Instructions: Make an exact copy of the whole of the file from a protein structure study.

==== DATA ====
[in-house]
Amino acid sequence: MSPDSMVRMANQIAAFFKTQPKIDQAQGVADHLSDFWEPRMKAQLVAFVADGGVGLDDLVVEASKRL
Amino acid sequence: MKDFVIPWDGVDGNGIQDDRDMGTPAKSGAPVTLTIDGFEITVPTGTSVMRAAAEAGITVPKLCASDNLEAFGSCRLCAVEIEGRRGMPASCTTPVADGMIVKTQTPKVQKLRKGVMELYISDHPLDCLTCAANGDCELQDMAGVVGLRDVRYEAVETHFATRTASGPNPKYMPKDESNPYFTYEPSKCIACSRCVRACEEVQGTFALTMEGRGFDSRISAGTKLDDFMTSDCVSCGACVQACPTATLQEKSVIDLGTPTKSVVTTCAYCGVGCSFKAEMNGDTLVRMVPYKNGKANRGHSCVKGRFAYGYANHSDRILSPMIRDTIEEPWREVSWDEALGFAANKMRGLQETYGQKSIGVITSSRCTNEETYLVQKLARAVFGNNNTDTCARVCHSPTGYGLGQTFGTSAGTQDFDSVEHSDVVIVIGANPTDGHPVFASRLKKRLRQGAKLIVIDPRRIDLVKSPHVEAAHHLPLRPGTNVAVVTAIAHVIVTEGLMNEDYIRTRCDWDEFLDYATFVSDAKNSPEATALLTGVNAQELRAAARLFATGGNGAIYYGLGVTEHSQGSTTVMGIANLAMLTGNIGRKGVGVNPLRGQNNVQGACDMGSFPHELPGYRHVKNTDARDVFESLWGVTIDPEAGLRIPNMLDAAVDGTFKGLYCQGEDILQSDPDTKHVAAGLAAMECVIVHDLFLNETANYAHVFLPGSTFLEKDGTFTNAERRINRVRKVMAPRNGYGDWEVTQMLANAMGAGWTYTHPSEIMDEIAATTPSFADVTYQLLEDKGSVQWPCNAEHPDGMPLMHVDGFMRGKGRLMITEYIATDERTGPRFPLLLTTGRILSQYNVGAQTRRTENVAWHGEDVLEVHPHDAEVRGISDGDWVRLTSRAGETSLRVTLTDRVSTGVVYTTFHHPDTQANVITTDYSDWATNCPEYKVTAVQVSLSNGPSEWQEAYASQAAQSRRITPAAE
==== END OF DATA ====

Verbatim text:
[in-house]
Amino acid sequence: MSPDSMVRMANQIAAFFKTQPKIDQAQGVADHLSDFWEPRMKAQLVAFVADGGVGLDDLVVEASKRL
Amino acid sequence: MKDFVIPWDGVDGNGIQDDRDMGTPAKSGAPVTLTIDGFEITVPTGTSVMRAAAEAGITVPKLCASDNLEAFGSCRLCAVEIEGRRGMPASCTTPVADGMIVKTQTPKVQKLRKGVMELYISDHPLDCLTCAANGDCELQDMAGVVGLRDVRYEAVETHFATRTASGPNPKYMPKDESNPYFTYEPSKCIACSRCVRACEEVQGTFALTMEGRGFDSRISAGTKLDDFMTSDCVSCGACVQACPTATLQEKSVIDLGTPTKSVVTTCAYCGVGCSFKAEMNGDTLVRMVPYKNGKANRGHSCVKGRFAYGYANHSDRILSPMIRDTIEEPWREVSWDEALGFAANKMRGLQETYGQKSIGVITSSRCTNEETYLVQKLARAVFGNNNTDTCARVCHSPTGYGLGQTFGTSAGTQDFDSVEHSDVVIVIGANPTDGHPVFASRLKKRLRQGAKLIVIDPRRIDLVKSPHVEAAHHLPLRPGTNVAVVTAIAHVIVTEGLMNEDYIRTRCDWDEFLDYATFVSDAKNSPEATALLTGVNAQELRAAARLFATGGNGAIYYGLGVTEHSQGSTTVMGIANLAMLTGNIGRKGVGVNPLRGQNNVQGACDMGSFPHELPGYRHVKNTDARDVFESLWGVTIDPEAGLRIPNMLDAAVDGTFKGLYCQGEDILQSDPDTKHVAAGLAAMECVIVHDLFLNETANYAHVFLPGSTFLEKDGTFTNAERRINRVRKVMAPRNGYGDWEVTQMLANAMGAGWTYTHPSEIMDEIAATTPSFADVTYQLLEDKGSVQWPCNAEHPDGMPLMHVDGFMRGKGRLMITEYIATDERTGPRFPLLLTTGRILSQYNVGAQTRRTENVAWHGEDVLEVHPHDAEVRGISDGDWVRLTSRAGETSLRVTLTDRVSTGVVYTTFHHPDTQANVITTDYSDWATNCPEYKVTAVQVSLSNGPSEWQEAYASQAAQSRRITPAAE